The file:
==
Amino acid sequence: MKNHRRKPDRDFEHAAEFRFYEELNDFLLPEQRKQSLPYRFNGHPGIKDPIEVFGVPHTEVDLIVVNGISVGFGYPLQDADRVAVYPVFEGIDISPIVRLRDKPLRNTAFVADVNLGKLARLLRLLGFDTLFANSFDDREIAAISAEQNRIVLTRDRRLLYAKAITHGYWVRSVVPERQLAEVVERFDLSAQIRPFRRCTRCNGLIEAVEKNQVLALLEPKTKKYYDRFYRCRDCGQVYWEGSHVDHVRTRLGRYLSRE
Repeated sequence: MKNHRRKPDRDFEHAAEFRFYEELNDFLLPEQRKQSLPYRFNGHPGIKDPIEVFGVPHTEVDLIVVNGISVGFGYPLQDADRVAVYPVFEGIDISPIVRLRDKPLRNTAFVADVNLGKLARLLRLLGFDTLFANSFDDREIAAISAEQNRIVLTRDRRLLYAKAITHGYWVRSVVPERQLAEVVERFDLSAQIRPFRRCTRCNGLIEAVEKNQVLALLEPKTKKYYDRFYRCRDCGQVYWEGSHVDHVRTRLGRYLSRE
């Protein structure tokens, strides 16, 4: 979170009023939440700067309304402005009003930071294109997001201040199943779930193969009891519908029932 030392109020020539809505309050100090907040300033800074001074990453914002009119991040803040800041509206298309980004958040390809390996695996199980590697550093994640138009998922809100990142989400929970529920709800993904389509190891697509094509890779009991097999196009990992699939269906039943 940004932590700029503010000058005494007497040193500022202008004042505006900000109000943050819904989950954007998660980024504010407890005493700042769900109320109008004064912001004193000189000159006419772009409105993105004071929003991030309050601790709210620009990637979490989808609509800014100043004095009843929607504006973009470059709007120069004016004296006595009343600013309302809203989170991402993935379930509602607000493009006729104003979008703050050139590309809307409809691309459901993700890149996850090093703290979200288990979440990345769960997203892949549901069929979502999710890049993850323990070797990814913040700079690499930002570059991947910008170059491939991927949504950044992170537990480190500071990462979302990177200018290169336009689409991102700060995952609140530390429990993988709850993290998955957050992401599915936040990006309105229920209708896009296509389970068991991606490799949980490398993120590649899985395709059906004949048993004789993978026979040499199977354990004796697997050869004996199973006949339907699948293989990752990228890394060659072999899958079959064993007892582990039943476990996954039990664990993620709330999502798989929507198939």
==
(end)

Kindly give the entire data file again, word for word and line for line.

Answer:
Amino acid sequence: MKNHRRKPDRDFEHAAEFRFYEELNDFLLPEQRKQSLPYRFNGHPGIKDPIEVFGVPHTEVDLIVVNGISVGFGYPLQDADRVAVYPVFEGIDISPIVRLRDKPLRNTAFVADVNLGKLARLLRLLGFDTLFANSFDDREIAAISAEQNRIVLTRDRRLLYAKAITHGYWVRSVVPERQLAEVVERFDLSAQIRPFRRCTRCNGLIEAVEKNQVLALLEPKTKKYYDRFYRCRDCGQVYWEGSHVDHVRTRLGRYLSRE
Repeated sequence: MKNHRRKPDRDFEHAAEFRFYEELNDFLLPEQRKQSLPYRFNGHPGIKDPIEVFGVPHTEVDLIVVNGISVGFGYPLQDADRVAVYPVFEGIDISPIVRLRDKPLRNTAFVADVNLGKLARLLRLLGFDTLFANSFDDREIAAISAEQNRIVLTRDRRLLYAKAITHGYWVRSVVPERQLAEVVERFDLSAQIRPFRRCTRCNGLIEAVEKNQVLALLEPKTKKYYDRFYRCRDCGQVYWEGSHVDHVRTRLGRYLSRE
């Protein structure tokens, strides 16, 4: 979170009023939440700067309304402005009003930071294109997001201040199943779930193969009891519908029932 030392109020020539809505309050100090907040300033800074001074990453914002009119991040803040800041509206298309980004958040390809390996695996199980590697550093994640138009998922809100990142989400929970529920709800993904389509190891697509094509890779009991097999196009990992699939269906039943 940004932590700029503010000058005494007497040193500022202008004042505006900000109000943050819904989950954007998660980024504010407890005493700042769900109320109008004064912001004193000189000159006419772009409105993105004071929003991030309050601790709210620009990637979490989808609509800014100043004095009843929607504006973009470059709007120069004016004296006595009343600013309302809203989170991402993935379930509602607000493009006729104003979008703050050139590309809307409809691309459901993700890149996850090093703290979200288990979440990345769960997203892949549901069929979502999710890049993850323990070797990814913040700079690499930002570059991947910008170059491939991927949504950044992170537990480190500071990462979302990177200018290169336009689409991102700060995952609140530390429990993988709850993290998955957050992401599915936040990006309105229920209708896009296509389970068991991606490799949980490398993120590649899985395709059906004949048993004789993978026979040499199977354990004796697997050869004996199973006949339907699948293989990752990228890394060659072999899958079959064993007892582990039943476990996954039990664990993620709330999502798989929507198939």